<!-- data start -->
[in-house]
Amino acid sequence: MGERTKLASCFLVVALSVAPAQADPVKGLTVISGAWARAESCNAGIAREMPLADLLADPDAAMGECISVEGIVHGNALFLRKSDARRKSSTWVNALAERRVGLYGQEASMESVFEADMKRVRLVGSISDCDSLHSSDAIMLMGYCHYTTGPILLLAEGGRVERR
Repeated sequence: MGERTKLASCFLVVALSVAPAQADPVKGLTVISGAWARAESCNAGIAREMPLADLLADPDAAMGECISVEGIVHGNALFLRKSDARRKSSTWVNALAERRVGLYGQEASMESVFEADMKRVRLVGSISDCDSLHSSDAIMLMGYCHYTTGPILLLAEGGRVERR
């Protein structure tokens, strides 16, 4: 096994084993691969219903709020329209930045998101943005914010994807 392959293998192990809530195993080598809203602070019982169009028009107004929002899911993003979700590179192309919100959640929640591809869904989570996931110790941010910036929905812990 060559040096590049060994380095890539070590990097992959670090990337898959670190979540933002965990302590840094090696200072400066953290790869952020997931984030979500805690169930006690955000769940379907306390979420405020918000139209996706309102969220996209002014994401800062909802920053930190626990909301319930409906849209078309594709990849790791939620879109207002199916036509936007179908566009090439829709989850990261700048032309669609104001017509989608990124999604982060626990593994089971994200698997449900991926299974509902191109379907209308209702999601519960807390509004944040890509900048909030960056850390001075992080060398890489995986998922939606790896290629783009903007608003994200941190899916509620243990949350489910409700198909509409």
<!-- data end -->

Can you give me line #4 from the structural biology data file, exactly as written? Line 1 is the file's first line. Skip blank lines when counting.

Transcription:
């Protein structure tokens, strides 16, 4: 096994084993691969219903709020329209930045998101943005914010994807 392959293998192990809530195993080598809203602070019982169009028009107004929002899911993003979700590179192309919100959640929640591809869904989570996931110790941010910036929905812990 060559040096590049060994380095890539070590990097992959670090990337898959670190979540933002965990302590840094090696200072400066953290790869952020997931984030979500805690169930006690955000769940379907306390979420405020918000139209996706309102969220996209002014994401800062909802920053930190626990909301319930409906849209078309594709990849790791939620879109207002199916036509936007179908566009090439829709989850990261700048032309669609104001017509989608990124999604982060626990593994089971994200698997449900991926299974509902191109379907209308209702999601519960807390509004944040890509900048909030960056850390001075992080060398890489995986998922939606790896290629783009903007608003994200941190899916509620243990949350489910409700198909509409």